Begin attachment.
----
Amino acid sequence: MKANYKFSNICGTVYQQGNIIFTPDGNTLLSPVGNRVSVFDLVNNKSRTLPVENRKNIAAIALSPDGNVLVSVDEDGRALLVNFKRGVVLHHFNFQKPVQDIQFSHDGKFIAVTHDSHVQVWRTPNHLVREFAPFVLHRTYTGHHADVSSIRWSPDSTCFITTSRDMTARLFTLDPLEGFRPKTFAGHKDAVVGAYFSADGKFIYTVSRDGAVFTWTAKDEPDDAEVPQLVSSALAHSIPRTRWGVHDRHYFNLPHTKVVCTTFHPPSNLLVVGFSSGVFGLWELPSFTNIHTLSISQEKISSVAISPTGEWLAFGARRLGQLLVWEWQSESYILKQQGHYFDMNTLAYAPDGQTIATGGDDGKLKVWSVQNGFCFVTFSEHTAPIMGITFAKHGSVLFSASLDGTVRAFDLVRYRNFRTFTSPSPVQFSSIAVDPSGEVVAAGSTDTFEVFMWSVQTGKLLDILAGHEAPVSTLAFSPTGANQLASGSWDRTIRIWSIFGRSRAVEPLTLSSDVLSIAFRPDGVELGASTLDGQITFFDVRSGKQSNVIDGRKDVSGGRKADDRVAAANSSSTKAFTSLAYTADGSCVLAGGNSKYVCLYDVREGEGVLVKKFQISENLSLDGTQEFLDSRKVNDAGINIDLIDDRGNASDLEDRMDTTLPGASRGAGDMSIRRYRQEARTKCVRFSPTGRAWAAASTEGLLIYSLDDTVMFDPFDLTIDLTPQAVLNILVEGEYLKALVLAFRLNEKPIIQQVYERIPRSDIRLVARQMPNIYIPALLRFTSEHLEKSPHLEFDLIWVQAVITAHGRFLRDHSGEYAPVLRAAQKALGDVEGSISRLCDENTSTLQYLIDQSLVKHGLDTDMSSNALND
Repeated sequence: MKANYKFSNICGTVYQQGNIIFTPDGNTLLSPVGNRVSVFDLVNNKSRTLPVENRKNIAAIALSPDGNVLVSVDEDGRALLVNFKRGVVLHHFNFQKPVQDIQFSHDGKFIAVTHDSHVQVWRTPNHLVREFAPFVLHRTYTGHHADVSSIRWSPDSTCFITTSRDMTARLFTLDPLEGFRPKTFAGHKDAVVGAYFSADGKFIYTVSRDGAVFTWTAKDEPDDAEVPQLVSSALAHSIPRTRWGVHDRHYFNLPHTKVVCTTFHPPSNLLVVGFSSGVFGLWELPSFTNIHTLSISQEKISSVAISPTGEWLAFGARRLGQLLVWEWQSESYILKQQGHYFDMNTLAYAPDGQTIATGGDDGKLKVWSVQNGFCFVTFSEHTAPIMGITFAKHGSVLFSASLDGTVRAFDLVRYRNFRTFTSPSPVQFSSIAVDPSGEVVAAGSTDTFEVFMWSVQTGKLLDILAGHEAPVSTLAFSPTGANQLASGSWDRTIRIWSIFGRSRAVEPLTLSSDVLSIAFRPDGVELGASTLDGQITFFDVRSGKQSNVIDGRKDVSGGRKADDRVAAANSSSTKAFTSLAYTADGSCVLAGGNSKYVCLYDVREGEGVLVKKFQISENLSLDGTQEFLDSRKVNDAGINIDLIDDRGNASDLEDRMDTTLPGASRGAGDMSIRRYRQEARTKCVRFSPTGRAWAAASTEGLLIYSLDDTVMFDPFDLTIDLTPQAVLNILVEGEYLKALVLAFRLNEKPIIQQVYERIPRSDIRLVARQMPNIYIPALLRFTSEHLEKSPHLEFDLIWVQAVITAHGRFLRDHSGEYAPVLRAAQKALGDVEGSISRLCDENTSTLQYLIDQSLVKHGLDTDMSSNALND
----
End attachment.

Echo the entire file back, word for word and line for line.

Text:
Amino acid sequence: MKANYKFSNICGTVYQQGNIIFTPDGNTLLSPVGNRVSVFDLVNNKSRTLPVENRKNIAAIALSPDGNVLVSVDEDGRALLVNFKRGVVLHHFNFQKPVQDIQFSHDGKFIAVTHDSHVQVWRTPNHLVREFAPFVLHRTYTGHHADVSSIRWSPDSTCFITTSRDMTARLFTLDPLEGFRPKTFAGHKDAVVGAYFSADGKFIYTVSRDGAVFTWTAKDEPDDAEVPQLVSSALAHSIPRTRWGVHDRHYFNLPHTKVVCTTFHPPSNLLVVGFSSGVFGLWELPSFTNIHTLSISQEKISSVAISPTGEWLAFGARRLGQLLVWEWQSESYILKQQGHYFDMNTLAYAPDGQTIATGGDDGKLKVWSVQNGFCFVTFSEHTAPIMGITFAKHGSVLFSASLDGTVRAFDLVRYRNFRTFTSPSPVQFSSIAVDPSGEVVAAGSTDTFEVFMWSVQTGKLLDILAGHEAPVSTLAFSPTGANQLASGSWDRTIRIWSIFGRSRAVEPLTLSSDVLSIAFRPDGVELGASTLDGQITFFDVRSGKQSNVIDGRKDVSGGRKADDRVAAANSSSTKAFTSLAYTADGSCVLAGGNSKYVCLYDVREGEGVLVKKFQISENLSLDGTQEFLDSRKVNDAGINIDLIDDRGNASDLEDRMDTTLPGASRGAGDMSIRRYRQEARTKCVRFSPTGRAWAAASTEGLLIYSLDDTVMFDPFDLTIDLTPQAVLNILVEGEYLKALVLAFRLNEKPIIQQVYERIPRSDIRLVARQMPNIYIPALLRFTSEHLEKSPHLEFDLIWVQAVITAHGRFLRDHSGEYAPVLRAAQKALGDVEGSISRLCDENTSTLQYLIDQSLVKHGLDTDMSSNALND
Repeated sequence: MKANYKFSNICGTVYQQGNIIFTPDGNTLLSPVGNRVSVFDLVNNKSRTLPVENRKNIAAIALSPDGNVLVSVDEDGRALLVNFKRGVVLHHFNFQKPVQDIQFSHDGKFIAVTHDSHVQVWRTPNHLVREFAPFVLHRTYTGHHADVSSIRWSPDSTCFITTSRDMTARLFTLDPLEGFRPKTFAGHKDAVVGAYFSADGKFIYTVSRDGAVFTWTAKDEPDDAEVPQLVSSALAHSIPRTRWGVHDRHYFNLPHTKVVCTTFHPPSNLLVVGFSSGVFGLWELPSFTNIHTLSISQEKISSVAISPTGEWLAFGARRLGQLLVWEWQSESYILKQQGHYFDMNTLAYAPDGQTIATGGDDGKLKVWSVQNGFCFVTFSEHTAPIMGITFAKHGSVLFSASLDGTVRAFDLVRYRNFRTFTSPSPVQFSSIAVDPSGEVVAAGSTDTFEVFMWSVQTGKLLDILAGHEAPVSTLAFSPTGANQLASGSWDRTIRIWSIFGRSRAVEPLTLSSDVLSIAFRPDGVELGASTLDGQITFFDVRSGKQSNVIDGRKDVSGGRKADDRVAAANSSSTKAFTSLAYTADGSCVLAGGNSKYVCLYDVREGEGVLVKKFQISENLSLDGTQEFLDSRKVNDAGINIDLIDDRGNASDLEDRMDTTLPGASRGAGDMSIRRYRQEARTKCVRFSPTGRAWAAASTEGLLIYSLDDTVMFDPFDLTIDLTPQAVLNILVEGEYLKALVLAFRLNEKPIIQQVYERIPRSDIRLVARQMPNIYIPALLRFTSEHLEKSPHLEFDLIWVQAVITAHGRFLRDHSGEYAPVLRAAQKALGDVEGSISRLCDENTSTLQYLIDQSLVKHGLDTDMSSNALND